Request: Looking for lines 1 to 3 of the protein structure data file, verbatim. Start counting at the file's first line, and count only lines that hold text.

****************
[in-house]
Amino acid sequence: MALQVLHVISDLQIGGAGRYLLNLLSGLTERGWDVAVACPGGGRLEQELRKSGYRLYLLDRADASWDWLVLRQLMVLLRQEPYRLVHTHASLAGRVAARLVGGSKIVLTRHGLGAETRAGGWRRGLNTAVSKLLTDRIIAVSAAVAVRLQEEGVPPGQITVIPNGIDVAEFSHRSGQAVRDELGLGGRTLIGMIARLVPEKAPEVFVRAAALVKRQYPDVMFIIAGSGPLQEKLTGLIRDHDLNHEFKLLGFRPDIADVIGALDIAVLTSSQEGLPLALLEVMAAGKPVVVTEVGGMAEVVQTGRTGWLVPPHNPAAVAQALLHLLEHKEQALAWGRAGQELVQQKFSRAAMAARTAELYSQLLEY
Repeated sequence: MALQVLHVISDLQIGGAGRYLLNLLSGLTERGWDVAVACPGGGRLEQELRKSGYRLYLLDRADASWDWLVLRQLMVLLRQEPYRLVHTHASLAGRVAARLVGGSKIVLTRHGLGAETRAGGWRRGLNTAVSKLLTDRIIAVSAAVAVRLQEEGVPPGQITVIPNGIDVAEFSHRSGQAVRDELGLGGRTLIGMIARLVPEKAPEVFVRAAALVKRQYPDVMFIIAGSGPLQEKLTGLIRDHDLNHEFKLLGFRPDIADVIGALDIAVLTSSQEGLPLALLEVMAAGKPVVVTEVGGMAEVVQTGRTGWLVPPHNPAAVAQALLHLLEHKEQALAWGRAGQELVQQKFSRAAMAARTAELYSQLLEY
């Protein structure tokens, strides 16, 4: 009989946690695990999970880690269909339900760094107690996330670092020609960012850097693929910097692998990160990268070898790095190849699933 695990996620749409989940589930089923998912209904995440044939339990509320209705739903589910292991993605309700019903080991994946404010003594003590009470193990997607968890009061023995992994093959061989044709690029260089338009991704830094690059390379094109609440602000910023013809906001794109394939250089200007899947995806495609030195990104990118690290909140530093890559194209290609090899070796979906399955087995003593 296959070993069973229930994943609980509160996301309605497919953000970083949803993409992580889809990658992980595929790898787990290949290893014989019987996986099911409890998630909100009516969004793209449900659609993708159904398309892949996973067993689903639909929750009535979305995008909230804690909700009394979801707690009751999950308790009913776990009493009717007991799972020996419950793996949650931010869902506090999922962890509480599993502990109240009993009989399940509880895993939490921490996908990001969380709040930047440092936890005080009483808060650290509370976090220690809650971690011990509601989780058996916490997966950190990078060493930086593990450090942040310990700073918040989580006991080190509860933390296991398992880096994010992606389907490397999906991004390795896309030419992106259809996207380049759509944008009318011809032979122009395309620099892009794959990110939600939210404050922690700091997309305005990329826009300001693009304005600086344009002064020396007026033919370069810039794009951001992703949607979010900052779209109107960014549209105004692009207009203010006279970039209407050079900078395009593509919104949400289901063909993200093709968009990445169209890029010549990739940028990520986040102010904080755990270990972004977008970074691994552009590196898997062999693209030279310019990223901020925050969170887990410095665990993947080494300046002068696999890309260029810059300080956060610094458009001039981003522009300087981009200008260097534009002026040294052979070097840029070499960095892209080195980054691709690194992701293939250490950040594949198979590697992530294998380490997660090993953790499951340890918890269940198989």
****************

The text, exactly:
[in-house]
Amino acid sequence: MALQVLHVISDLQIGGAGRYLLNLLSGLTERGWDVAVACPGGGRLEQELRKSGYRLYLLDRADASWDWLVLRQLMVLLRQEPYRLVHTHASLAGRVAARLVGGSKIVLTRHGLGAETRAGGWRRGLNTAVSKLLTDRIIAVSAAVAVRLQEEGVPPGQITVIPNGIDVAEFSHRSGQAVRDELGLGGRTLIGMIARLVPEKAPEVFVRAAALVKRQYPDVMFIIAGSGPLQEKLTGLIRDHDLNHEFKLLGFRPDIADVIGALDIAVLTSSQEGLPLALLEVMAAGKPVVVTEVGGMAEVVQTGRTGWLVPPHNPAAVAQALLHLLEHKEQALAWGRAGQELVQQKFSRAAMAARTAELYSQLLEY
Repeated sequence: MALQVLHVISDLQIGGAGRYLLNLLSGLTERGWDVAVACPGGGRLEQELRKSGYRLYLLDRADASWDWLVLRQLMVLLRQEPYRLVHTHASLAGRVAARLVGGSKIVLTRHGLGAETRAGGWRRGLNTAVSKLLTDRIIAVSAAVAVRLQEEGVPPGQITVIPNGIDVAEFSHRSGQAVRDELGLGGRTLIGMIARLVPEKAPEVFVRAAALVKRQYPDVMFIIAGSGPLQEKLTGLIRDHDLNHEFKLLGFRPDIADVIGALDIAVLTSSQEGLPLALLEVMAAGKPVVVTEVGGMAEVVQTGRTGWLVPPHNPAAVAQALLHLLEHKEQALAWGRAGQELVQQKFSRAAMAARTAELYSQLLEY